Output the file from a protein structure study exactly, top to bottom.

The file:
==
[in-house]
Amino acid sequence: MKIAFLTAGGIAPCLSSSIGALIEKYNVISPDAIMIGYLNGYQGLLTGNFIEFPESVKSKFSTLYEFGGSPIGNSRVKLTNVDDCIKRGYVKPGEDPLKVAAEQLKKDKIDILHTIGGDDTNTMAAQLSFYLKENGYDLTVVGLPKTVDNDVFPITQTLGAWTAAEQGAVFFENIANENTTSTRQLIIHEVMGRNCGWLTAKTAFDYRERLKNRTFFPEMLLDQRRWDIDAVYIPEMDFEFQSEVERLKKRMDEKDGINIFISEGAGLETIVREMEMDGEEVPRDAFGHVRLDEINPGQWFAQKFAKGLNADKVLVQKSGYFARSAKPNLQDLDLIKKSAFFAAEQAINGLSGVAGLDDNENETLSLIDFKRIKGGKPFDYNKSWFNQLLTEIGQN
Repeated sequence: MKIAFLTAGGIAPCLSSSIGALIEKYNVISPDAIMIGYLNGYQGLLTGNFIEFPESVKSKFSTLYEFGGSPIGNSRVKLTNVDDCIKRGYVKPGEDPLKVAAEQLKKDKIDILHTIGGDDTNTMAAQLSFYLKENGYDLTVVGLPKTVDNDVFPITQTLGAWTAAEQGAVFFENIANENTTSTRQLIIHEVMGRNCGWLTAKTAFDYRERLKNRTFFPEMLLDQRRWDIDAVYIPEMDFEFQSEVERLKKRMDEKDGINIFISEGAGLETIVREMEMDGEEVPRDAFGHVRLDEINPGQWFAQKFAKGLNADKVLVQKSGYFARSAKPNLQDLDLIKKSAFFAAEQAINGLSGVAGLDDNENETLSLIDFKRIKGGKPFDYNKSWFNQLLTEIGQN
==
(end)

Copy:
[in-house]
Amino acid sequence: MKIAFLTAGGIAPCLSSSIGALIEKYNVISPDAIMIGYLNGYQGLLTGNFIEFPESVKSKFSTLYEFGGSPIGNSRVKLTNVDDCIKRGYVKPGEDPLKVAAEQLKKDKIDILHTIGGDDTNTMAAQLSFYLKENGYDLTVVGLPKTVDNDVFPITQTLGAWTAAEQGAVFFENIANENTTSTRQLIIHEVMGRNCGWLTAKTAFDYRERLKNRTFFPEMLLDQRRWDIDAVYIPEMDFEFQSEVERLKKRMDEKDGINIFISEGAGLETIVREMEMDGEEVPRDAFGHVRLDEINPGQWFAQKFAKGLNADKVLVQKSGYFARSAKPNLQDLDLIKKSAFFAAEQAINGLSGVAGLDDNENETLSLIDFKRIKGGKPFDYNKSWFNQLLTEIGQN
Repeated sequence: MKIAFLTAGGIAPCLSSSIGALIEKYNVISPDAIMIGYLNGYQGLLTGNFIEFPESVKSKFSTLYEFGGSPIGNSRVKLTNVDDCIKRGYVKPGEDPLKVAAEQLKKDKIDILHTIGGDDTNTMAAQLSFYLKENGYDLTVVGLPKTVDNDVFPITQTLGAWTAAEQGAVFFENIANENTTSTRQLIIHEVMGRNCGWLTAKTAFDYRERLKNRTFFPEMLLDQRRWDIDAVYIPEMDFEFQSEVERLKKRMDEKDGINIFISEGAGLETIVREMEMDGEEVPRDAFGHVRLDEINPGQWFAQKFAKGLNADKVLVQKSGYFARSAKPNLQDLDLIKKSAFFAAEQAINGLSGVAGLDDNENETLSLIDFKRIKGGKPFDYNKSWFNQLLTEIGQN